A lot of universities have their own museums. Wageningen doesn’t, but De Casteelse Poort Museum is filling the gap for the time being. An exhibition called Made for City and World is intended as a gift to the town to mark the university’s centenary.
Visitors to the exhibition about 100 years of WUR study Hofstee’s cartophoot. ©Guy Ackermans
The title resonates with the famous papal blessing Urbi et Orbi: for the city and the world. And Wageningen University is certainly a blessing for this city, said chair of the museum’s board Jelle Vervloet (ex-professor of Historical Geography) at the opening last Sunday. ‘What would Wageningen be without WUR?’ he asked.
The exhibition itself barely touches on that question. The creators focused their efforts on showing the fruits of 100 years of Wageningen research. The exhibition pins this history to 15 remarkable people, most of them the founders of their chair groups, such as Van Uven (Mathematics), Politiek (Livestock breeding), Sprenger (Horticultural Plant Breeding), and Bijhouwer (Garden and Landscape Architecture).
There are two women among the 14 leading lights: Mien Visser, the first woman professor (Domestic Science) and teacher/author Iteke Weede (known for her work on issues related to emancipation). The only still-active scientist with his own place in the exhibition is aquatic ecologist Marten Scheffer, with his tipping point theory. His ‘shop window’ is also the only one to feature moving images.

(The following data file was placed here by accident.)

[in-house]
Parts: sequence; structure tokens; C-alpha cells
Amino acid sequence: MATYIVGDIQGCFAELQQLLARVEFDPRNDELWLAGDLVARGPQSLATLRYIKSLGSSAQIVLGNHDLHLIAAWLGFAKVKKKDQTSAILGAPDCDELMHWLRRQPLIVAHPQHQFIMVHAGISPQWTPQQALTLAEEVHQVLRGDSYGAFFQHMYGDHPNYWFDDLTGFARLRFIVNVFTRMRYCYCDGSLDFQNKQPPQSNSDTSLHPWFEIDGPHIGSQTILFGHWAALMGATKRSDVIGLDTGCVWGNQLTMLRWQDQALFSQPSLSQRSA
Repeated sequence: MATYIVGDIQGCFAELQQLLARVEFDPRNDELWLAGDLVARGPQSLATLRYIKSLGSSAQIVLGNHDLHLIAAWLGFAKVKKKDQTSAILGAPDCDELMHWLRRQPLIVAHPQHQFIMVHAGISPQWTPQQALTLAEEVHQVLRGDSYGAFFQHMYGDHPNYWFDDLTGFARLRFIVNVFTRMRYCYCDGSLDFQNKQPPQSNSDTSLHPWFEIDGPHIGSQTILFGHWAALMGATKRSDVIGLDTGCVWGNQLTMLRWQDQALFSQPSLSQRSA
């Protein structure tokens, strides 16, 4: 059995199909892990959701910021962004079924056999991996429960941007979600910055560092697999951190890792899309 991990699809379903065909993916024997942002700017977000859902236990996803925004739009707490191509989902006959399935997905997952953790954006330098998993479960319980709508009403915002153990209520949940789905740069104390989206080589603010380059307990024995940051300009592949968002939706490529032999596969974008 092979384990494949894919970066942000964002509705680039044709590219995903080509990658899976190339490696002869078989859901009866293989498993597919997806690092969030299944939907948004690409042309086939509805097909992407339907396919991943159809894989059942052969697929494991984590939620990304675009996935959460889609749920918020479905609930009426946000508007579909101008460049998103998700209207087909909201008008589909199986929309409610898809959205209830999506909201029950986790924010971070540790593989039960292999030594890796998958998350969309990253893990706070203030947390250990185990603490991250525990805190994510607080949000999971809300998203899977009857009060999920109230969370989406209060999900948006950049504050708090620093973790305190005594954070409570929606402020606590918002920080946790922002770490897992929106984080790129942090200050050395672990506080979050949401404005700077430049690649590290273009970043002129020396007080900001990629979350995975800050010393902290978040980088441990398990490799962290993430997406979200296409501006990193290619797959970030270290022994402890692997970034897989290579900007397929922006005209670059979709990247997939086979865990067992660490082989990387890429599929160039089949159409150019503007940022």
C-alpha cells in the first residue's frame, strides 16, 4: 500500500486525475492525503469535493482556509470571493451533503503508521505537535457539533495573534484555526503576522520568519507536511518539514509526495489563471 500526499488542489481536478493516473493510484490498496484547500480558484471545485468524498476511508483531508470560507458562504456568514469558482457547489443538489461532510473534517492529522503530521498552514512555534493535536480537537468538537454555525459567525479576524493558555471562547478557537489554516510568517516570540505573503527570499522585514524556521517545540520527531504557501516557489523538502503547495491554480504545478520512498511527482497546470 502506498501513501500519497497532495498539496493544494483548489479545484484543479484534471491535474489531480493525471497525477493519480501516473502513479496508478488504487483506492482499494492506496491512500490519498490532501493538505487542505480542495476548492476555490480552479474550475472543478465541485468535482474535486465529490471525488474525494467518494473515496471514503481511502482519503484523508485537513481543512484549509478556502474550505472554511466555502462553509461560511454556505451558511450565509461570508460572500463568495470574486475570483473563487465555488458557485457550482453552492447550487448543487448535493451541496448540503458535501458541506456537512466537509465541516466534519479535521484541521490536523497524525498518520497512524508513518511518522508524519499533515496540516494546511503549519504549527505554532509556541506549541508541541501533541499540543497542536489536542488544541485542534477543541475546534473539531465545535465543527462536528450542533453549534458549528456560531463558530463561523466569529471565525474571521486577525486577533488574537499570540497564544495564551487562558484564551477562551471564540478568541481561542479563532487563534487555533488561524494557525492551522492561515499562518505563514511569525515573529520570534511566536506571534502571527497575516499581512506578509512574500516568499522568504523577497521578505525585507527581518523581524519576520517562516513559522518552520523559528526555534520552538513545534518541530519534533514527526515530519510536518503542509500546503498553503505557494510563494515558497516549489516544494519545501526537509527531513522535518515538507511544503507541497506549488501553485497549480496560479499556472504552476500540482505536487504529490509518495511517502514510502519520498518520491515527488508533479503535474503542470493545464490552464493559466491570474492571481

In spite of the somewhat static nature of the exhibition, there is plenty to entertain the visitor. One eye-catcher is Hofstee’s ‘cartophoot’, a forerunner of today’sinfographics. Hofstee became Wageningen’s first professor of Sociology in 1946. He worked with a jigsaw puzzle manufacturer to develop a map of the Netherlands with 800 pieces, each representing a municipality of that era. So the cartophoot is really a kind of flexible jigsaw puzzle, with every municipality available in different versions, with variations of colour and shading.
This is the ultimate in scientific heritage. As are the Edelman soil drill, Sprenger’s apple varieties, and Bijhouwer’s park designs, all of which are on display too. The exhibition is the tip of an iceberg. A tip that whets the appetite for more.
Made for City and World, De Casteelse Poort Museum, Bowlespark 1a. Running until 28 October. Opening times: Tuesday to Friday 11.00-17.00; Saturday and Sunday 13.00-17.00.